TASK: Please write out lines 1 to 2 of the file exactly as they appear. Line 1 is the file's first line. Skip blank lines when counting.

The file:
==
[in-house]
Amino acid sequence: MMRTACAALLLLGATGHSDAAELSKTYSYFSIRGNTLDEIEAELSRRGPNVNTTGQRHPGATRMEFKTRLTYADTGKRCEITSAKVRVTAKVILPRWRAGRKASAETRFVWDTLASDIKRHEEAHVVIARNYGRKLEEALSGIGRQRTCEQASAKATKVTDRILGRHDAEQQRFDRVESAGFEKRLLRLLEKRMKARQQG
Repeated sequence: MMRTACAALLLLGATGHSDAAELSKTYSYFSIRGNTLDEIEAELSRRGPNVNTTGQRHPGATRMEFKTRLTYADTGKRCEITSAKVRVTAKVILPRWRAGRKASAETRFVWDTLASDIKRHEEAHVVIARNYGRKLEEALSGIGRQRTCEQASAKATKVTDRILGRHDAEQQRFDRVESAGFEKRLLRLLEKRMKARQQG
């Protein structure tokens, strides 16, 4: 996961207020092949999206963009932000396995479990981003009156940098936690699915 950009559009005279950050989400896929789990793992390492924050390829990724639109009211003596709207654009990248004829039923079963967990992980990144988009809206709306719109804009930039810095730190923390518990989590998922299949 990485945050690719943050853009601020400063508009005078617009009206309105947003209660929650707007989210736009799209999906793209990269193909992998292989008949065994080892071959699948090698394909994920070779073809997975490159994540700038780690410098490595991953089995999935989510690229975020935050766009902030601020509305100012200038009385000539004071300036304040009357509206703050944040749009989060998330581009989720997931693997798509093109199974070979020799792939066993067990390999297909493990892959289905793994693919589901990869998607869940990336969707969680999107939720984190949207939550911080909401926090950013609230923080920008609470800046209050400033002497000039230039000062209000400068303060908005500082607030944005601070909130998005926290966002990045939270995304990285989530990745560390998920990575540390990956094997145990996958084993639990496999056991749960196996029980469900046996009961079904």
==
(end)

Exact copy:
[in-house]
Amino acid sequence: MMRTACAALLLLGATGHSDAAELSKTYSYFSIRGNTLDEIEAELSRRGPNVNTTGQRHPGATRMEFKTRLTYADTGKRCEITSAKVRVTAKVILPRWRAGRKASAETRFVWDTLASDIKRHEEAHVVIARNYGRKLEEALSGIGRQRTCEQASAKATKVTDRILGRHDAEQQRFDRVESAGFEKRLLRLLEKRMKARQQG